The issue of peak oil was raised by Sadad al-Husseini, a former top official at Aramco, Saudi Arabia's state oil company, in conversations with US officials, according to Wikileaks.

The Wikileak cables on Husseini were published by UK newspaper The Guardian.

 

In late 2007, he said global oil production output will peak and plateau in the next 5 to 10 years and will last about 15 years. Afterwards, it will decline. 

 

Perhaps central to Husseini's assertion is his belief that Saudi Arabian oil reserves, currently believed to be by far the largest in the world, is overstated by as much as 40 percent.

 

Moreover, he thinks estimates of the country's near-term production capability are too optimistic. 

 

Some officials and investors assumed that if oil prices were to sufficiently rise, Saudi Arabia, the world's largest oil exporter, would ramp up production to 12.5 million barrels per day to take advantage of the high prices, thereby keeping the oil rally in check.

 

However, Husseini said, back in 2007, that it may take as long as 10 years to reach production levels of 12 million barrels per day. Even when that level is reached, sustaining it will only be possible for a limited period of time and only with a massive investment program.

 

Despite his prediction that oil production will soon peak, Wikileaks cables stated that Husseini doesn't see himself as a part of the peak oil camp.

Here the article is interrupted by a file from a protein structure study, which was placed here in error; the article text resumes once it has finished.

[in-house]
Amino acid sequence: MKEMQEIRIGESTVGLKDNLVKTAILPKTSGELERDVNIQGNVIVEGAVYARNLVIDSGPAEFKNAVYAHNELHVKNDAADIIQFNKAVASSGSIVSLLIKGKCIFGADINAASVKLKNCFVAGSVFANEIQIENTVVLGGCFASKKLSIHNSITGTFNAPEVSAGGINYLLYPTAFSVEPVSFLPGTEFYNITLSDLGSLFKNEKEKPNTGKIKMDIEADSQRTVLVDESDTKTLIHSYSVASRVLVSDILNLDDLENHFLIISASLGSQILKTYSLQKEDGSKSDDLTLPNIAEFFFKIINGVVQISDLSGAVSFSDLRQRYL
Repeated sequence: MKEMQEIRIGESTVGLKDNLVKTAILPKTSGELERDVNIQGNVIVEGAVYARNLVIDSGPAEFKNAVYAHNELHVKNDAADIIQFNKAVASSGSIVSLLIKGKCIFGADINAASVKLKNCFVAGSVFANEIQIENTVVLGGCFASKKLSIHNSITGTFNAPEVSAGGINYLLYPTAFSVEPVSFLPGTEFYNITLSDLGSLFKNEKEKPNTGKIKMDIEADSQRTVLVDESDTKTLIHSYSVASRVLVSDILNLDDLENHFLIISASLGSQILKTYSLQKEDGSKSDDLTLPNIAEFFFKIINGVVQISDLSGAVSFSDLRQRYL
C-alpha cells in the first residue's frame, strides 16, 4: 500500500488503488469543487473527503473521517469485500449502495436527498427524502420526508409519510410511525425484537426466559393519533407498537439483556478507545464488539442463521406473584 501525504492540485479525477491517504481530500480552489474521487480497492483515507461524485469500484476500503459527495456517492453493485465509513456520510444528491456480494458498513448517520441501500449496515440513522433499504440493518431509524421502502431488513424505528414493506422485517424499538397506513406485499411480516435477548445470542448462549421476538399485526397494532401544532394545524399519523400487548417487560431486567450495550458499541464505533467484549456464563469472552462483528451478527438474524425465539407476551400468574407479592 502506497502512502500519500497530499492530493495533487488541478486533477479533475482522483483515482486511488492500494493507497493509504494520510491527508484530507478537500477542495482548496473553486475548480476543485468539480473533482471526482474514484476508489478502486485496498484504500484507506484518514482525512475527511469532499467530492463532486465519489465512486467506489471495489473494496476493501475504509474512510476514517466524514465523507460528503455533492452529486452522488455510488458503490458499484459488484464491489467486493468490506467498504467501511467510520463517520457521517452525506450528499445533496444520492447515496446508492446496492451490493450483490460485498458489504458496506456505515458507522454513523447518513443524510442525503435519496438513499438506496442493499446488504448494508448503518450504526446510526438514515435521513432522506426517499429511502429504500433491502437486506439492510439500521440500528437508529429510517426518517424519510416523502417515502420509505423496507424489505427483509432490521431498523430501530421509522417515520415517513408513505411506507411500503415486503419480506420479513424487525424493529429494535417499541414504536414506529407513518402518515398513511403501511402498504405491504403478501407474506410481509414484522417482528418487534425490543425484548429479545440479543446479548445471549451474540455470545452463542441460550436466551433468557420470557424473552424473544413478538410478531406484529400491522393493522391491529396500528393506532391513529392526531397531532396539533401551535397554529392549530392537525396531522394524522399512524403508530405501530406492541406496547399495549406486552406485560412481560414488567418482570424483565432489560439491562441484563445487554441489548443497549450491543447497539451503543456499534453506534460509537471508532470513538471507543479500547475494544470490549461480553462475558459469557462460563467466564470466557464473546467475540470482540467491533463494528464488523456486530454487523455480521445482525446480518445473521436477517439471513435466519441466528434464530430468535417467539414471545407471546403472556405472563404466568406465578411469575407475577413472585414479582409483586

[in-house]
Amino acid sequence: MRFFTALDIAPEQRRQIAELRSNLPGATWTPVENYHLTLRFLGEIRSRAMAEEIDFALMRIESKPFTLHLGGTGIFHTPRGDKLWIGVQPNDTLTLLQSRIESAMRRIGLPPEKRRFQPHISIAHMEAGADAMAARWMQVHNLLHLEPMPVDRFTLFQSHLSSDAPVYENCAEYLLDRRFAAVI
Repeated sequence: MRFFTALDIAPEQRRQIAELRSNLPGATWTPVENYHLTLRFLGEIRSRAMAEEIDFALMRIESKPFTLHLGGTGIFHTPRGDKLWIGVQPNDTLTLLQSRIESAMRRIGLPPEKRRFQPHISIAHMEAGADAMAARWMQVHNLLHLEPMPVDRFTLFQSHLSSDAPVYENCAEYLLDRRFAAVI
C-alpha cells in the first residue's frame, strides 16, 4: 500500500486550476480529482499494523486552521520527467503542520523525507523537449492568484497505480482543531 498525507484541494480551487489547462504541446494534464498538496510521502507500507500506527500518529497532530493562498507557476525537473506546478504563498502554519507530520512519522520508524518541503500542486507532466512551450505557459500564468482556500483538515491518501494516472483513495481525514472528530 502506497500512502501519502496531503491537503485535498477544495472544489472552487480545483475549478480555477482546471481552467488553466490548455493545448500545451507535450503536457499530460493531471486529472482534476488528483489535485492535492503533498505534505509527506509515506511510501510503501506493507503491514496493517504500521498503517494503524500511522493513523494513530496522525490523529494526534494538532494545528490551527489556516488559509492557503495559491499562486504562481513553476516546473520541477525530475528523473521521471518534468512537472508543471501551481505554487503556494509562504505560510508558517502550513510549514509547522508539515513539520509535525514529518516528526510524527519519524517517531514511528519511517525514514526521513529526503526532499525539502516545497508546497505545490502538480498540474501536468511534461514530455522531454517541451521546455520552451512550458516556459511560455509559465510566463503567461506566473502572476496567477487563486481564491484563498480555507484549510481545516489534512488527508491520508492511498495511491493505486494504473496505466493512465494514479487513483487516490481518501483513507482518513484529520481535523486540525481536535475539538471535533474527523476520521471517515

Many peak oil theorists believe the zenith and subsequent terminal decline of oil production will devastate the global economy by creating a shortage and driving up the price of oil, a commodity that's extremely important to both consumers and industries.

 

Husseini is no doomsday theorist, stated one cable.

 

Nevertheless, if he's right about the overstating of Saudi Arabia's near-term oil production capacity and the amount of oil reserves, oil prices will likely go up. 

 

In this fragile global recovery where consumer spending remains weak and business margins are compressed by rising input costs, a rise in oil prices (and the inability of Saudi Arabia to stop it) will certainly not help.

 

Email Hao Li at hao.li@ibtimes.com